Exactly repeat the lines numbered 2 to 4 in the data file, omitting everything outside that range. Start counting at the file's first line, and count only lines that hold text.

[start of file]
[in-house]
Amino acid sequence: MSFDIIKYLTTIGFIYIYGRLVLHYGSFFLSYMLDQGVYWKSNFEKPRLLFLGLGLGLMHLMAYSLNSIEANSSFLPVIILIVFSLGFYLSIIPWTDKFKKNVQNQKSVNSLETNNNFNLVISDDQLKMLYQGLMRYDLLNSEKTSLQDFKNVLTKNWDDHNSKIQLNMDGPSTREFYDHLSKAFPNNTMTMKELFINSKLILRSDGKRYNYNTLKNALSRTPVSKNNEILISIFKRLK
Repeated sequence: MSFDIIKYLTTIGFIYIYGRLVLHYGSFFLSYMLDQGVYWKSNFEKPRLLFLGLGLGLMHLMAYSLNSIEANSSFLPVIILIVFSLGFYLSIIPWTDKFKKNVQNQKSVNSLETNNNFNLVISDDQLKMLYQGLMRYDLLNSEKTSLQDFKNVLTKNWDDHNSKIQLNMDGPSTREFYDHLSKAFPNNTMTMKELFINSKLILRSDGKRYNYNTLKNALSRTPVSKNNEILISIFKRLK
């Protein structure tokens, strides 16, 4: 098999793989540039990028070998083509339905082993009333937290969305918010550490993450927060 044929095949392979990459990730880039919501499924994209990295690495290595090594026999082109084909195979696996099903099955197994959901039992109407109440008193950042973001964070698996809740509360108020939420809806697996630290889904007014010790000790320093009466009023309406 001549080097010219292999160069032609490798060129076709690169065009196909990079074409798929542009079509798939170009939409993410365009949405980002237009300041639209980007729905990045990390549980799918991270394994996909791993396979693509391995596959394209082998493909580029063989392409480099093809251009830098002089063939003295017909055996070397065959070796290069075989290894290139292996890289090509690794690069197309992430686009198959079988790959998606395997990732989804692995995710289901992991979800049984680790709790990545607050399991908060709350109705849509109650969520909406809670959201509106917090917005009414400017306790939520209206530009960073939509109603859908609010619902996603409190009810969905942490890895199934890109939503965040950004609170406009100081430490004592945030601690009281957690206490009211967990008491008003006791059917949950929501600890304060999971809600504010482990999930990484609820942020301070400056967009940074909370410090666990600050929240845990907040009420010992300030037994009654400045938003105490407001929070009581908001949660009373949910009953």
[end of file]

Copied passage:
Amino acid sequence: MSFDIIKYLTTIGFIYIYGRLVLHYGSFFLSYMLDQGVYWKSNFEKPRLLFLGLGLGLMHLMAYSLNSIEANSSFLPVIILIVFSLGFYLSIIPWTDKFKKNVQNQKSVNSLETNNNFNLVISDDQLKMLYQGLMRYDLLNSEKTSLQDFKNVLTKNWDDHNSKIQLNMDGPSTREFYDHLSKAFPNNTMTMKELFINSKLILRSDGKRYNYNTLKNALSRTPVSKNNEILISIFKRLK
Repeated sequence: MSFDIIKYLTTIGFIYIYGRLVLHYGSFFLSYMLDQGVYWKSNFEKPRLLFLGLGLGLMHLMAYSLNSIEANSSFLPVIILIVFSLGFYLSIIPWTDKFKKNVQNQKSVNSLETNNNFNLVISDDQLKMLYQGLMRYDLLNSEKTSLQDFKNVLTKNWDDHNSKIQLNMDGPSTREFYDHLSKAFPNNTMTMKELFINSKLILRSDGKRYNYNTLKNALSRTPVSKNNEILISIFKRLK
């Protein structure tokens, strides 16, 4: 098999793989540039990028070998083509339905082993009333937290969305918010550490993450927060 044929095949392979990459990730880039919501499924994209990295690495290595090594026999082109084909195979696996099903099955197994959901039992109407109440008193950042973001964070698996809740509360108020939420809806697996630290889904007014010790000790320093009466009023309406 001549080097010219292999160069032609490798060129076709690169065009196909990079074409798929542009079509798939170009939409993410365009949405980002237009300041639209980007729905990045990390549980799918991270394994996909791993396979693509391995596959394209082998493909580029063989392409480099093809251009830098002089063939003295017909055996070397065959070796290069075989290894290139292996890289090509690794690069197309992430686009198959079988790959998606395997990732989804692995995710289901992991979800049984680790709790990545607050399991908060709350109705849509109650969520909406809670959201509106917090917005009414400017306790939520209206530009960073939509109603859908609010619902996603409190009810969905942490890895199934890109939503965040950004609170406009100081430490004592945030601690009281957690206490009211967990008491008003006791059917949950929501600890304060999971809600504010482990999930990484609820942020301070400056967009940074909370410090666990600050929240845990907040009420010992300030037994009654400045938003105490407001929070009581908001949660009373949910009953």